Barack Obama emulates George W. Bush, again.

March 14, 2012 | By | 4 Replies More

Glenn Greenwald has just published this infuriating story. It starts with a big lie: the U.S. and the government of Yemen have a good laugh that a U.S. drone attack on Yemeni soil, killing 14 women and 21 children was a successful attack against “insurgents” and “militants” that did not involve the U.S. When a reporter exposes the U.S. involvement, a fact that has been corroborated by a Wikileaks cable release, he ends up in prison on trumped up charges. When he’s about to be pardoned, Barack Obama intervenes. The reporter, Abdulelah Haider Shaye, has spent the past two years in prison, where he has been beaten and held in solitary confinement.  This is all part of a highly coordinated war on whistle-blowers by the Obama Administration, a fact duly ignored by most media outlets, who serve as stenographers for the American military-industrial complex and its Commander in Chief:

So it is beyond dispute that the moving force behind the ongoing imprisonment of this Yemeni journalist is President Obama. And the fact that Shaye is in prison, rather than able to report, is of particular significance (and value to the U.S.) in light of the still escalating American attacks in that country. Over the past 3 days alone, American air assaults have killed 64 people in Yemen, while American media outlets — without anyone on the scene — dutifully report that those killed are “suspected Al Qaeda insurgents” and “militants.”

Should anyone trust the United States’ claims about whether any dead people were “terrorists”? Greenwald says no (and see here).

It’s incredibly instructive to compare what we know (thanks to Shaye) actually happened in this Yemen strike to how The New York Times twice “reported” on it. I quoted above from these two NYT articles, but it’s just amazing to read them: over and over, the NYT assures its readers that this strike was carried out by Yemen (with U.S. assistance), that it killed scores of critical Al Qaeda leaders and other “militants,” that the strike likely killed “the leader of Al Qaeda in the Arabian Peninsula, Nasser al-Wuhayshi, and his deputy, Said Ali al-Shihri, who were believed to be at the meeting with Mr. Awlaki,” etc. How anyone, in light of this record of extreme inaccuracy, can trust the undocumented assertions of the U.S. Government or the American media over who is and is not a Terrorist or “militant” and who is killed by American drone strikes is simply mystifying.

There is much more to be considered in Greenwald’s piece, all of it ignored by Obama apologists everywhere. And no, I’m not a Republican. I voted for Barack Obama, yet I find many of his actions disgraceful.


Category: Blackouts, Civil Rights, Corruption, Journalism, Law Enforcement Abuses, Propaganda, snake oil

About the Author ()

Erich Vieth is an attorney focusing on consumer law litigation and appellate practice. He is also a working musician and a writer, having founded Dangerous Intersection in 2006. Erich lives in the Shaw Neighborhood of St. Louis, Missouri, where he lives half-time with his two extraordinary daughters.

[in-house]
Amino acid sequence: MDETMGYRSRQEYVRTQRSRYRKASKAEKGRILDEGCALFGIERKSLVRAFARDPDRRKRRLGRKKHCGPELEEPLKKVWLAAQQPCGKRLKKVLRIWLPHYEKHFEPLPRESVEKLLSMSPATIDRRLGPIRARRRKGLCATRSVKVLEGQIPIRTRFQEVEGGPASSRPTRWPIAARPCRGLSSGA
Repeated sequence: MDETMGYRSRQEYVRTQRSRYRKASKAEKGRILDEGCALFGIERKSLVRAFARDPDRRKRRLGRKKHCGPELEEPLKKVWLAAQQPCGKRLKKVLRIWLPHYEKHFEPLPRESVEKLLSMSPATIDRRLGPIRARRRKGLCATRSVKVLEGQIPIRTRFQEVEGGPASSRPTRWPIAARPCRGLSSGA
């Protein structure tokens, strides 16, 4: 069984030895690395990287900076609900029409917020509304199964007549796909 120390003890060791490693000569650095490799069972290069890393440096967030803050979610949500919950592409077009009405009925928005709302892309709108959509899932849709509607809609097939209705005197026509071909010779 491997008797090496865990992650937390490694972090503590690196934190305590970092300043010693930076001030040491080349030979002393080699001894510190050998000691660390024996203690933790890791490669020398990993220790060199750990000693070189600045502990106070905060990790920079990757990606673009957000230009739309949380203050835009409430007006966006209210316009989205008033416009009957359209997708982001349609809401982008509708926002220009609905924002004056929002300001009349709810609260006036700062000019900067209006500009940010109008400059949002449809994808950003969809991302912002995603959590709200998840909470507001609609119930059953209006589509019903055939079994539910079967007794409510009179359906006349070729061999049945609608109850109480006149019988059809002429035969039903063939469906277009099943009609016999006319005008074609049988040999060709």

Comments (4)

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  1. Erich Vieth says:

    From Huffpo:

    Abdulelah Haider Shaye has been in prison since January of 2011. In a new article for The Nation, Scahill placed the blame for Shaye’s continued imprisonment — which has been condemned by many human rights and press freedom groups — squarely on Obama. According to Scahill, Obama “expressed concern” about Shaye during a phone call with then-Yemeni president Ali Abdullah Saleh, who had signalled his intent to pardon the journalist and free him. Instead, Shaye remains behind bars, branded as an ally of al Qaeda.

  2. Adam Herman says:

    I used to say during the 2008 election that Obama was a lot more likely to be Bush’s 3rd term than McCain. McCain may be more ideologically aligned with George Bush, but he built his career on reforming government and following his own conscience. Obama was just a go along to get along guy. I knew he wouldn’t challenge the career officials in the military and State Department, and he hasn’t. I’m sure there’s still torture going on, but since Bush is no longer in office, the media can’t be bothered to find out.

  3. Erich Vieth says:

    “A Pakistani lawyer who represents victims of U.S. drone strikes has been forced to cancel a trip to the United States after the U.S. government failed to grant him a visa. Shahzad Akbar was scheduled to speak later this month at an International Drone Summit in Washington, D.C. Akbar is co-founder of the Pakistani human rights organization, Foundation for Fundamental Rights. He filed the first case in Pakistan on behalf of family members of civilian victims.”

  4. Erich Vieth says:

    “The brutality of “signature strikes” is not new for the CIA leadership. As the London-based Bureau of Investigative Journalism has reliably reported, “signature strikes” have regularly targeted funeral ceremonies in Pakistan. The amorality of the U.S. actions is chilling. An alleged militant is killed by a U.S. drone. Then when his family and friends try to come to mourn him, the U.S. attacks the gathering from the sky, on the grounds that attending an al-Qaida funeral is evidence of hostile intentions toward the United States. In one such attack reported by the New York Times in June 2009, 60 people were killed. Local press accounts of the incident, cited by BIJ, put the death toll at 83, 45 of whom were non-combatants. It is said that 10 were children.”

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